From: Francesco Pietra (chiendarret_at_gmail.com)
Date: Mon May 28 2012 - 17:11:54 CDT
As to "CPU memory bandwidth" "PCI bandwidth", it would be useful to
have tabulated data in physically unambiguous terms (bit/s or what
else) for typical motherboards and CPU GPU mem. It would provide a
ground of reference on which to pose questions to hardware producers
about their hardware. At least with consumer motherboards (but also
with certain server motherboards, such as the one I have from
Supermicro), indications are never numeric and often even the word
bandwidth is omitted.
On Mon, May 28, 2012 at 9:58 PM, Axel Kohlmeyer <akohlmey_at_gmail.com> wrote:
> On Sun, May 27, 2012 at 10:10 AM, Benjamin Merget
> <benjamin.merget_at_uni-wuerzburg.de> wrote:
>> The problem is, that I can only reach up to about 25% gpu utilization of
>> each of the 4 Tesla cards. I thought that maybe I could increase the GPU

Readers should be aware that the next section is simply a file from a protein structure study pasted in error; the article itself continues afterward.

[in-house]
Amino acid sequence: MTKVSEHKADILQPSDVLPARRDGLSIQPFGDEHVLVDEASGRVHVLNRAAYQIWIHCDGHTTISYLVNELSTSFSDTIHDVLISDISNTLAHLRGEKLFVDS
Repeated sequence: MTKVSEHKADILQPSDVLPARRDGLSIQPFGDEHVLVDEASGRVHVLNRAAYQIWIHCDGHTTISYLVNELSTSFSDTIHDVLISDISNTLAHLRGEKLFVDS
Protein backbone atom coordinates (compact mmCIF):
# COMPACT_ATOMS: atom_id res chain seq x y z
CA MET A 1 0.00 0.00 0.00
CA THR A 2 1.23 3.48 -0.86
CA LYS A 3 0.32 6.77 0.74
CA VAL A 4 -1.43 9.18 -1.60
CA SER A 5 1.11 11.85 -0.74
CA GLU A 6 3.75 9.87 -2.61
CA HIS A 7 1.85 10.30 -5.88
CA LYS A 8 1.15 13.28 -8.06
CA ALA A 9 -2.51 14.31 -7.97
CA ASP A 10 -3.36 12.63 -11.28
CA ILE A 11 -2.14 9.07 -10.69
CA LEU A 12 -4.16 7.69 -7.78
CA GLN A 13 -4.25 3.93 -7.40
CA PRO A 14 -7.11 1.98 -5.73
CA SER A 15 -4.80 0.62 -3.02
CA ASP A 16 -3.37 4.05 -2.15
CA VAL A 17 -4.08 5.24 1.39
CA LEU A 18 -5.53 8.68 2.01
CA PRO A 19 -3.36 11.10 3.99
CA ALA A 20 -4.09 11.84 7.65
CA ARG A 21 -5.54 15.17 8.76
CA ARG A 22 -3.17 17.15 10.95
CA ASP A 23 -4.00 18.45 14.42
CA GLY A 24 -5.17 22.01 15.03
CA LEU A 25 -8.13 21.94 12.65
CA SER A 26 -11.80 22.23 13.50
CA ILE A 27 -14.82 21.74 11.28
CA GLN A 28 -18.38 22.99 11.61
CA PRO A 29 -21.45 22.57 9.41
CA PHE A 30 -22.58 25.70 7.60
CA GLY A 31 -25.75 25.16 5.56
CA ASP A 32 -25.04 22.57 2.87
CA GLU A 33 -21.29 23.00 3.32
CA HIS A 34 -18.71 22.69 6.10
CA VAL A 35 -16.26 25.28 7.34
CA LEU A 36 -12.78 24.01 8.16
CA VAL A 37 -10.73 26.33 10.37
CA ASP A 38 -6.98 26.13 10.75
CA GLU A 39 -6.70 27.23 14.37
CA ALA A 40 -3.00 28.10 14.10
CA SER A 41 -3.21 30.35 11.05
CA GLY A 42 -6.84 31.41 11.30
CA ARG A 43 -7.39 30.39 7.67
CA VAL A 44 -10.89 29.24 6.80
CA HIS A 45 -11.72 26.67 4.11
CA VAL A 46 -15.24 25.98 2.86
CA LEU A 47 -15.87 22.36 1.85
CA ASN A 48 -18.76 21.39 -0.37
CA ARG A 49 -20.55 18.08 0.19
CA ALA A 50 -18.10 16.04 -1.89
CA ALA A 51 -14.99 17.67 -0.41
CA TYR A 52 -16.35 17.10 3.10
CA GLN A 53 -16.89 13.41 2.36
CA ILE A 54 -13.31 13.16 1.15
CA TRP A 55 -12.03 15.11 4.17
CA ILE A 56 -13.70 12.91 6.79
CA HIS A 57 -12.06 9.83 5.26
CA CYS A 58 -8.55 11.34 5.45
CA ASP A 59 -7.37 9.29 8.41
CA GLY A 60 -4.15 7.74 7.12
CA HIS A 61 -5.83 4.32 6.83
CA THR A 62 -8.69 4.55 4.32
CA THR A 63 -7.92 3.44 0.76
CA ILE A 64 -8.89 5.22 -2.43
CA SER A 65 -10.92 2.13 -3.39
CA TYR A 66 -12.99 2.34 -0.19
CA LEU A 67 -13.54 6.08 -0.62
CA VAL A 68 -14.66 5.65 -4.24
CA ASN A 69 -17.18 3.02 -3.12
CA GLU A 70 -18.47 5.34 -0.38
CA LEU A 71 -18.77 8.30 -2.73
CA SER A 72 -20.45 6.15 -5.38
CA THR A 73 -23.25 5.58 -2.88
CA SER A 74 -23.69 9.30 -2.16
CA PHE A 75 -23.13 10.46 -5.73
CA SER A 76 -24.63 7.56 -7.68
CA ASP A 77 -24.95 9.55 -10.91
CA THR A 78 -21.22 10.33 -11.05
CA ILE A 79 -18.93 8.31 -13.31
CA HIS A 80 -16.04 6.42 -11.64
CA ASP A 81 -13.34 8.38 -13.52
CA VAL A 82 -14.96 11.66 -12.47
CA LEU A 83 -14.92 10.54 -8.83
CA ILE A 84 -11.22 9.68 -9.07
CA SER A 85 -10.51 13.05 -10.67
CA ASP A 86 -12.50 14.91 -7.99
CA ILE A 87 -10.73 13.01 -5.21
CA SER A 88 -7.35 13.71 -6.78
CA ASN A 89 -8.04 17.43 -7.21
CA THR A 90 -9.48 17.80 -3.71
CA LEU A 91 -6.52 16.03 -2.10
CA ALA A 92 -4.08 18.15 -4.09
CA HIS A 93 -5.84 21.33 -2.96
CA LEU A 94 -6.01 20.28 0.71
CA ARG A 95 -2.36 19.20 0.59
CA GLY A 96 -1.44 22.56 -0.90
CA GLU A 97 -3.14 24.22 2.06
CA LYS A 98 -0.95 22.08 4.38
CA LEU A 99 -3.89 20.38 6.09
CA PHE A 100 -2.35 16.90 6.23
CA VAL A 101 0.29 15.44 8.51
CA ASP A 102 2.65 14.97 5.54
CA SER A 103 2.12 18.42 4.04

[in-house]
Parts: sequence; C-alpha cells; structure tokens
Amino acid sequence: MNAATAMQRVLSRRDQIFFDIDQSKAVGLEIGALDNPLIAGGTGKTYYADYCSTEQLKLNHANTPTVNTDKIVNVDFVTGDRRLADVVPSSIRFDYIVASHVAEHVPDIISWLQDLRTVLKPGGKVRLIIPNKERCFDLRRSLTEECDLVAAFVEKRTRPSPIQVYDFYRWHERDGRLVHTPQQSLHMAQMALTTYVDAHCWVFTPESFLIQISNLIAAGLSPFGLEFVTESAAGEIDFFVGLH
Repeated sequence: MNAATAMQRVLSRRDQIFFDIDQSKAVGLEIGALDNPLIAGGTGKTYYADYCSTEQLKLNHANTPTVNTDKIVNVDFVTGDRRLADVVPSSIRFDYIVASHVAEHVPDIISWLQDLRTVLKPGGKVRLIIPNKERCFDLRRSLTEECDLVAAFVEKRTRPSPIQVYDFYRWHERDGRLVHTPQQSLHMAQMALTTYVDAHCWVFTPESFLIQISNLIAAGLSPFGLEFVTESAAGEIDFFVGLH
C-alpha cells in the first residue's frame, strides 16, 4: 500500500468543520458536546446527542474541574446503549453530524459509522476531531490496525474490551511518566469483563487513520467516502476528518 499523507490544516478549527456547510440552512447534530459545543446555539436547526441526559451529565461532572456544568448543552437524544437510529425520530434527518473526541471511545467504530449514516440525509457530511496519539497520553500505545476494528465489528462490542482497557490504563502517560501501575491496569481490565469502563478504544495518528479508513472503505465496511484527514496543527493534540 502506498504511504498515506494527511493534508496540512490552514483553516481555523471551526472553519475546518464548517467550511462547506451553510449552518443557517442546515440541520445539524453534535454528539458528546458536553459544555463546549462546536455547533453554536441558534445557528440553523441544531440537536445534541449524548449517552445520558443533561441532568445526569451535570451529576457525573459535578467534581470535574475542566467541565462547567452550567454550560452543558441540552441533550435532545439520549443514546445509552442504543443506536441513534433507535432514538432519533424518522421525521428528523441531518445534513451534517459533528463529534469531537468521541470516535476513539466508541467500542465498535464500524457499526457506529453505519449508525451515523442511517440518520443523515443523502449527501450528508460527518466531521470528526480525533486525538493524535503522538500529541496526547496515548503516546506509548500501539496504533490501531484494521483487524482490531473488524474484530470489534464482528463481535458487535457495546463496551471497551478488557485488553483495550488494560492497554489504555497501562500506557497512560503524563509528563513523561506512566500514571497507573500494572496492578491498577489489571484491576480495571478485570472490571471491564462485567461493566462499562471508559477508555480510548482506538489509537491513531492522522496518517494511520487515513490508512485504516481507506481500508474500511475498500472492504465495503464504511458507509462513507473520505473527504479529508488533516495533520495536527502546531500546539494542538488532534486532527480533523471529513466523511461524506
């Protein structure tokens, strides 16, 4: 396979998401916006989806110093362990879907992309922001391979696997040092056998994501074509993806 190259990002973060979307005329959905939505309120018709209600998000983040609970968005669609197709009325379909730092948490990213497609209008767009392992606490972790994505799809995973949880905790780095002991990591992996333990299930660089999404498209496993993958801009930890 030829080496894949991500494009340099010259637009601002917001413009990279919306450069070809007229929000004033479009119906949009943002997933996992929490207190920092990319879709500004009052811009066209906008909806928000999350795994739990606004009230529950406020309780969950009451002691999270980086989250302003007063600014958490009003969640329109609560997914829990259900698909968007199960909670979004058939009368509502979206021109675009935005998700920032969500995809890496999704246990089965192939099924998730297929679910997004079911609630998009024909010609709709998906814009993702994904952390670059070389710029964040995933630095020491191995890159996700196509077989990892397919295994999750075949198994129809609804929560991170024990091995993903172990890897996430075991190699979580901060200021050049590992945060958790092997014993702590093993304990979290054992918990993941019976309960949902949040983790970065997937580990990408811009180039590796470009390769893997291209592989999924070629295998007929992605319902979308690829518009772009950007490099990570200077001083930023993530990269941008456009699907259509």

>> utilization by creating more processes to bind to the Tesla cards. But to do
>> so, I need more CPUs, i.e. the CPUs of my CPU-only nodes...
> no. that won't work. if you have a low GPU utilization
> then this is more likely due to:
> - your simulation system is too small to result in good
> GPU utilization. remember that you need to have sufficient
> GPU work to offset the cost or data transfers to and from
> the GPU and also the non-accelerated work on the CPU.
> attaching more processes to one GPU reduces the latter,
> but increases the number of (competing) data transfers.
> - your host machine's CPU doesn't have much memory bandwidth
> - your GPUs are not in full bandwidth PCIe v2.x slots,
> or you have a PCIe v1.x card somewhere that reduces
> the neighboring GPU to drop to PCIe v1.x speed as well.
> (depends on the main board)
>> Is there another way to increase my GPU utilization with the 8 CPU cores of
>> my GPU node?
> maybe. but that depends on the cause and that is
> impossible to tell from remote.
>>> no, and it is not worth it. just run one calculation on the GPU node
>>> and a second on the rest and enjoy efficient utilization of your hardware.
>>> anything else is just wasting your time.
> Dr. Axel Kohlmeyer
> College of Science and Technology
> Temple University, Philadelphia PA, USA.
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